Eve V review: crowd-developed 2-in-1 convertible laptop is a world first that gives users what they really want
Eve’s online community wanted extra USB ports, a larger battery and more, and the start-up has delivered. But while the Eve V is a machine that aims to topple the Surface Pro, ironically it is Microsoft’s software holding it back
The Eve V is the world’s first crowd-developed computing device. It was built by Finnish tech start-up Eve with direct input from its 6,000-strong online community of fans, which began as a WhatsApp chat group of customers who bought the company’s first tablet in 2014. The fans decided the device’s form factor, specs, ports – even the name.
This is why, for example, the new 2-in-1 convertible laptop doesn’t skimp on USB offerings like Apple and Microsoft. In addition to two USB-C ports that can charge the device and transfer data, there are also two traditional USB-A ports. It’s what the people want, literally.
Design and hardware
The V is directly inspired by the Microsoft Surface Pro and looks just like it. It is a Windows tablet that turns into a laptop when attached to a keyboard that doubles as a tablet screen cover.
Despite Eve being relatively inexperienced in the Shenzhen manufacturing game, the device is well-built, with a brightly lit, 12.3-inch, 2880 x 1920 display panel from Sharp. It also has a very sturdy keyboard that offers 1.3 millimetres of key travel distance, which is identical to the Surface Pro and way more than the iPad Pro’s similar keyboard cover.
With the cover attached the V is a bit heavy at 1.36kg, but Eve co-founder Konstantinos Karatsevidis says that was a conscious decision made by the community because fans wanted a larger battery (48 Wh) and an individually powered keyboard which can connect to other devices such as a smartphone.
The review unit is the top-of-the-line variant that runs on Intel’s i7 processor with 16GB of RAM. Cheaper editions use either the i5 or m3 chipset with 8GB of RAM.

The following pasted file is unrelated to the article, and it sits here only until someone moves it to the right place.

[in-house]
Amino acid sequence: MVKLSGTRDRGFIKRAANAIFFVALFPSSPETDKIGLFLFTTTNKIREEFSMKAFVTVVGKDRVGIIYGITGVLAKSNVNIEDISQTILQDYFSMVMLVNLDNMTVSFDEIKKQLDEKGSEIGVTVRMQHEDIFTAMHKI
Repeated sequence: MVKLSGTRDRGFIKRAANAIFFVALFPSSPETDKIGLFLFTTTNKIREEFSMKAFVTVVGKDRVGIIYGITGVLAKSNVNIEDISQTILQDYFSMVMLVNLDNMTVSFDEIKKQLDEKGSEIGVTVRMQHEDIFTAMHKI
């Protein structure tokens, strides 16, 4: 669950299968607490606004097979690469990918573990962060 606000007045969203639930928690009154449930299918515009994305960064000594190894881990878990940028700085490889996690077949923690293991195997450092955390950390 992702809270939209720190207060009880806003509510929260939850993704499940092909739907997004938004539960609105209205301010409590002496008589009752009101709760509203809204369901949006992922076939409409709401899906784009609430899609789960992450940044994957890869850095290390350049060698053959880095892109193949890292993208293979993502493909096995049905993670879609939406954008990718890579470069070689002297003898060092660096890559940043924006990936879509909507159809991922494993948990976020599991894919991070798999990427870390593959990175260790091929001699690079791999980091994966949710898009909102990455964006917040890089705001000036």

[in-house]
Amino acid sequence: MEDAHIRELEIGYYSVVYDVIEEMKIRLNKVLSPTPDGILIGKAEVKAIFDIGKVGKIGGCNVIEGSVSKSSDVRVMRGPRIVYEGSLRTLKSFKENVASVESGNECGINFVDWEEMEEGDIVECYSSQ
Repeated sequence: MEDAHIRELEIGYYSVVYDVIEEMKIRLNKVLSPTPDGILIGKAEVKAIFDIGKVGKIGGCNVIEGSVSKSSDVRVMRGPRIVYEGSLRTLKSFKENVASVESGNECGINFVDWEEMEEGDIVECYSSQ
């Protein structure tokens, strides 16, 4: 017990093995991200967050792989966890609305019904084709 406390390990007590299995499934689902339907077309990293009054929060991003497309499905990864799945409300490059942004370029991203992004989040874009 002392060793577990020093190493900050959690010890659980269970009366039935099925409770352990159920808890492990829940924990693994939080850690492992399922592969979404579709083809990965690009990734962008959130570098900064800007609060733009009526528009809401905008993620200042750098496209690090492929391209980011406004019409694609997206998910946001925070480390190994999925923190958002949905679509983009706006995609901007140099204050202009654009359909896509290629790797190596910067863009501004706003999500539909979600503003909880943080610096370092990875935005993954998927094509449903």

There are whimsical touches in line with the company’s community-driven start-up nature: a backspace key that has been renamed “Oops!”, Eve’s logo hidden on the back of the tablet under the kickstand hinge, and the names of over a thousand people – early community members – inside the V’s packaging box.
Software and features
The V runs a clean version of Windows 10 with no additional software whatsoever. It does support Windows Hello via its physical fingerprint reader (embedded into the power button on the side of the tablet) and works as advertised.
Performance and battery life
The V is a very capable device in all but one aspect.
Its CPU is powerful enough to handle every aspect of my work, from video editing on PowerDirector to word processing on Chrome with half a dozen tabs open. Having more ports allows me to, say, use a mouse along with my USB stick for transferring data, all without needing an additional dongle.
I also used it as a media player and enjoyed the high resolution and balanced colours. The speakers are a bit weak, but the Bluetooth connection to my wireless headphones was strong and stable. At a max brightness of 442 nits it’s the brightest display on the market, beating even the Surface Pro’s 396 nits. And even though it’s not really meant for gaming, it ran Overwatch at 30fps with only slight framerate drops.
Where the V falls short is as a tablet. The fault isn’t Eve’s, but Microsoft’s. Windows 10 is just not good software for finger input. Even in tablet mode, icons and buttons are far too small, and basic tablet operations such as changing display orientation results in noticeable lag.
There is also a stylus that comes with the device. It has 1,024 levels of pressure sensitivity which is good, but not better than the Apple Pencil or Microsoft’s Surface Pen. You’ll be able to sign or annotate documents fine – but you won’t be able to draw on the V seamlessly like you could on the iPad Pro.
Earlier I mentioned that the V sports a larger than usual battery. The device does indeed have excellent battery life, averaging about 10 hours on a single charge.
Priced at US$799 for the lowest configuration (m3 processor with 8GB of RAM and 128GB of internal storage) and going up to US$1,599 for the i7/16GB RAM/512GB storage version, the Eve V isn’t exactly cheap. It is, though, quite a bit cheaper than the Surface Pro, especially when you consider that Microsoft charges extra for the keyboard and stylus while Eve includes those two accessories.
The problem with buying from a small, little-known company is a relative lack of after-sales support, and to the average user, it’s still safer to go with Microsoft.
But if you’re a tech enthusiast and you want to be part of a devoted community (currently they’re group-thinking accessories for the V), the Eve V is worth considering.
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Dimensions: 296mm x 205mm x 8.9mm
Weight: 0.85kg (without keyboard), 1.3kg (with keyboard)
Display: 12.3-inch 2880 x 1920 LCD panel
Battery: 48 Wh
OS version reviewed: Windows 10
Processor: Intel Core m3/i5/i7
Cameras: 2-megapixel front; 5-megapixel rear
Prices: US$799 to US$1,599